The Big Idea: Maurice Broaddus
April has been light on Big Idea posts because I’m on tour (don’t worry, May’s gonna be packed), but let’s make sure we don’t get through this last week of the month without a fine piece of work for you to consider. Today: Maurice Broaddus brings you all the details on his new novella Buffal0 Soldier, including who the work is a love letter for.
My novella, Buffalo Soldier–in fact the entire saga of its hero, Desmond Coke–is essentially one long love letter to my mother.
Growing up, my mother would take any opportunity to regale us with stories from her homeland of Jamaica. ANY opportunity: during family meals, before bedtime, Saturday mornings, during our favorite television shows (not hers though: she had what could only be described as an unhealthy fascination with the show, Hee Haw). She spun all manner of duppy (ghost) stories, even a long running tale of the duppy that haunted our family (which, as it turned out, was the spirit of her grandmother looking out for us).
For some reason she still found it surprising that I grew up to be a writer.
One of the genres I fell in love with was steampunk. Yet many times whenever I read steampunk stories, with their Victorian ethos and imperialist bent, I usually ended up wondering where the black folks were. All of my steamfunk stories (a term for steampunk stories seen through an Afrocentric lens), beginning with “Pimp My Airship,” all take place in the same universe, one where America lost the Revolutionary War and remained a colony of Albion. And my stories follow what some of the black folks might be up to.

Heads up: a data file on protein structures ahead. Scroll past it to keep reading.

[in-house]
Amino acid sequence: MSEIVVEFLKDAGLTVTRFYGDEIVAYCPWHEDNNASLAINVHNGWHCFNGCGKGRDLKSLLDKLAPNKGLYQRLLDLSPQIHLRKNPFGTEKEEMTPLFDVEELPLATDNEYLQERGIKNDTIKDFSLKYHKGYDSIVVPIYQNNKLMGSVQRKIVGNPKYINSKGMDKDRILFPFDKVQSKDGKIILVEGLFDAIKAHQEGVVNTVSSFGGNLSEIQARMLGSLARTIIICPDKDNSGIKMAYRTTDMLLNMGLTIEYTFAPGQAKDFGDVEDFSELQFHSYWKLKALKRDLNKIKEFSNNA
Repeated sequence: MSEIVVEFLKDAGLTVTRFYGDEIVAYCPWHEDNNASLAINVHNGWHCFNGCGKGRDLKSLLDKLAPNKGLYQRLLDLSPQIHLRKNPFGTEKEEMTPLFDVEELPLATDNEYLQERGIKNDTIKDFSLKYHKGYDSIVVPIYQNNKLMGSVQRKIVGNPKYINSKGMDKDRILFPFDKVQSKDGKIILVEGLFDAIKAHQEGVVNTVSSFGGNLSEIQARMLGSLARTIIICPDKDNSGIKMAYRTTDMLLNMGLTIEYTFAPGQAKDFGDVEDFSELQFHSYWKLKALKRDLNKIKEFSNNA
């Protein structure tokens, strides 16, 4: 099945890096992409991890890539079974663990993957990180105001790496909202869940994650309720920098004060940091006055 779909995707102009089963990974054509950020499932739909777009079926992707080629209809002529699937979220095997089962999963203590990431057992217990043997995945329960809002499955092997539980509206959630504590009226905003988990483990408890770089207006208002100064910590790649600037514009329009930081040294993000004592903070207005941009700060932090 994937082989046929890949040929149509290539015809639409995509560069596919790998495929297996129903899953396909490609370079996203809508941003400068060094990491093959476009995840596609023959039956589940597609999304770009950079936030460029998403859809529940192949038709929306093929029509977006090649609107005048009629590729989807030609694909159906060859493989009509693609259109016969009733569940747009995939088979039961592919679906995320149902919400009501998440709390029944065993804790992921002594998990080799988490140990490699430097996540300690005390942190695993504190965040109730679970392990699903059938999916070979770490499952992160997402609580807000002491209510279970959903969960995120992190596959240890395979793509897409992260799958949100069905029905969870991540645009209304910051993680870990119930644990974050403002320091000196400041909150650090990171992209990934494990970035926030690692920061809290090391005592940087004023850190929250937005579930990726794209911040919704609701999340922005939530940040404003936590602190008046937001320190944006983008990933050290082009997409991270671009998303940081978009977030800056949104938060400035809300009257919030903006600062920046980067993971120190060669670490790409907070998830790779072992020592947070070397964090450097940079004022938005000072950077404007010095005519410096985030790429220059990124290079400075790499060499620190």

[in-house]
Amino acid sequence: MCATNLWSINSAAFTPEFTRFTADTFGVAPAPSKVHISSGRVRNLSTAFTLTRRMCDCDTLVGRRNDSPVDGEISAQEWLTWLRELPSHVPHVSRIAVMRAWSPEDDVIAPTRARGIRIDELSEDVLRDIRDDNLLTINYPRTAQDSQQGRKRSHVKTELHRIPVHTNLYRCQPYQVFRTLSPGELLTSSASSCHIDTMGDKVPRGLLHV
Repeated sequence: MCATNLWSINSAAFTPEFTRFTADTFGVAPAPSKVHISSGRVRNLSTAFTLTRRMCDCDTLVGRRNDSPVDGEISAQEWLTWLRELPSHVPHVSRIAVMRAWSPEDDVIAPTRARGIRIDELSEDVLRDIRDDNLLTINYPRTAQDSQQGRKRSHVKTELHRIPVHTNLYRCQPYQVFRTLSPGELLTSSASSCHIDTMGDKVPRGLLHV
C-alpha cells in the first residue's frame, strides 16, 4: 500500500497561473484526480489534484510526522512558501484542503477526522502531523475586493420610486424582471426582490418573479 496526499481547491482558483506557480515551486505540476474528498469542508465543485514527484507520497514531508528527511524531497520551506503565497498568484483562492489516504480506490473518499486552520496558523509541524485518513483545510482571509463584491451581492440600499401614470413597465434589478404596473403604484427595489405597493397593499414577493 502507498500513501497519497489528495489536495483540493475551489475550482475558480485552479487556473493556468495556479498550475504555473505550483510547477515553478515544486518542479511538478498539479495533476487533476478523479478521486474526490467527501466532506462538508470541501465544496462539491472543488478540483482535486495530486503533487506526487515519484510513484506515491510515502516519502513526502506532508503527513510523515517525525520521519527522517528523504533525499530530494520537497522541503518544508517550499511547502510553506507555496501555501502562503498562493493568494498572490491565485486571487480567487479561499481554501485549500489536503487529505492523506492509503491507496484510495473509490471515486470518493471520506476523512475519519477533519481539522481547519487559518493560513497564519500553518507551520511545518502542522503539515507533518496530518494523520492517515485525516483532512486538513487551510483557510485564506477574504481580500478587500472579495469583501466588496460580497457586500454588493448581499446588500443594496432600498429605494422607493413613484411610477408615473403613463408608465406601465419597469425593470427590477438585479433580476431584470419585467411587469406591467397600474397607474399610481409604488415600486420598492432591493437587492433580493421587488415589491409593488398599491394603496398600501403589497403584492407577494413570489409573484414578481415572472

My mother has since retired to Jamaica. During one of her visits here, she began telling me about her trip to a part of the island, governed by the Maroon people, only open once a year to outsiders. The British weren’t able to conquer them, so they had agreed allow the Maroon to have a separate government, and the British would colonize the rest of the island. I grew fascinated with the idea of a Maroon-run Jamaica and started playing with the alt-history repercussions of them totally keeping the British out of Jamaica. Leaving the island in control of its resources, its culture, its wealth, and its technology.
Of course Jamaica would become a superpower. Because, well, that’s what my mom would want.
In this Jamaica, undercover agent, Desmond Coke, gets drawn into a web of political intrigue when he stumbles across a young boy, Lij Tafari. As it turns out, Lij is a clone of Haile Selassie, a messiah figure to the Rastafarians, who the government plans to raise as their puppet to control the people. Desmond frees the boy and goes on the run. This is where the story of Buffalo Soldier begins.
In Buffalo Soldier, Desmond Coke and Lij are chased through the nation state of Tejas and into the First Nations territory. As they hide from Jamaican intelligence, they are pursued by business and political interests. As they search for a place to call home, Desmond tells Lij stories. The heart of the novella is about the power of story and how it helps us create a sense of home wherever we go.
Plus shoot outs, giant robots, assassins, and sword fights because that’s what else my mom would want.
Well … probably.